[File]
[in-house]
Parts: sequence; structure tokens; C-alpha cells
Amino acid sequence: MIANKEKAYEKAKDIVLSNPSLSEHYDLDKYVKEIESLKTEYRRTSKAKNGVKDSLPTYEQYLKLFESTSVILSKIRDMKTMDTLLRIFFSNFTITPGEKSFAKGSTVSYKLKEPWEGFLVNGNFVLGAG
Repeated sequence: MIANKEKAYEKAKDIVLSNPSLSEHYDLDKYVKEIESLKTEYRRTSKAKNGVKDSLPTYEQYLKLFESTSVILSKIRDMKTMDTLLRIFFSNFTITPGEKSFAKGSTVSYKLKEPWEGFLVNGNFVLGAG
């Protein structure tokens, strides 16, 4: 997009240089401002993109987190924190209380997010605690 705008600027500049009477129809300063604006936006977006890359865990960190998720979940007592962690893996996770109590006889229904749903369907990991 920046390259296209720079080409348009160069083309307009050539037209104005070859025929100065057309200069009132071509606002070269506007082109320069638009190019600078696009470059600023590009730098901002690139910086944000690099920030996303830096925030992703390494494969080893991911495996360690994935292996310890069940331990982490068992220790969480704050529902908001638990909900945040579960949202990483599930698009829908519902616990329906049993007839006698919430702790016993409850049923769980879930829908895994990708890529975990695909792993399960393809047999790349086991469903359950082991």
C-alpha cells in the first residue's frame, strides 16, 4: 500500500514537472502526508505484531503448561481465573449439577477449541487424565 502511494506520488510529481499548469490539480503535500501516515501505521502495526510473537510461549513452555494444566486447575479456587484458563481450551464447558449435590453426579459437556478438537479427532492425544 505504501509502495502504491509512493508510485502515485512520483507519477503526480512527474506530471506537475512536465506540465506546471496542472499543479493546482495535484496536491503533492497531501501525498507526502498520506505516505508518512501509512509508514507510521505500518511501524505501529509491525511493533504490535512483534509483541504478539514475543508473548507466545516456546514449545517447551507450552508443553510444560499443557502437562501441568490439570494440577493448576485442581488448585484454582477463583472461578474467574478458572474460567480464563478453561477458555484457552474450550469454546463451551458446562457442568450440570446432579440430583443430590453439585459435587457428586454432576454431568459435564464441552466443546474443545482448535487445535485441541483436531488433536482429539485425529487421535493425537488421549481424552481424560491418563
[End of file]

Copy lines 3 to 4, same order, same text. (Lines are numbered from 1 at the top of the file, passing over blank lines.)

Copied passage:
Amino acid sequence: MIANKEKAYEKAKDIVLSNPSLSEHYDLDKYVKEIESLKTEYRRTSKAKNGVKDSLPTYEQYLKLFESTSVILSKIRDMKTMDTLLRIFFSNFTITPGEKSFAKGSTVSYKLKEPWEGFLVNGNFVLGAG
Repeated sequence: MIANKEKAYEKAKDIVLSNPSLSEHYDLDKYVKEIESLKTEYRRTSKAKNGVKDSLPTYEQYLKLFESTSVILSKIRDMKTMDTLLRIFFSNFTITPGEKSFAKGSTVSYKLKEPWEGFLVNGNFVLGAG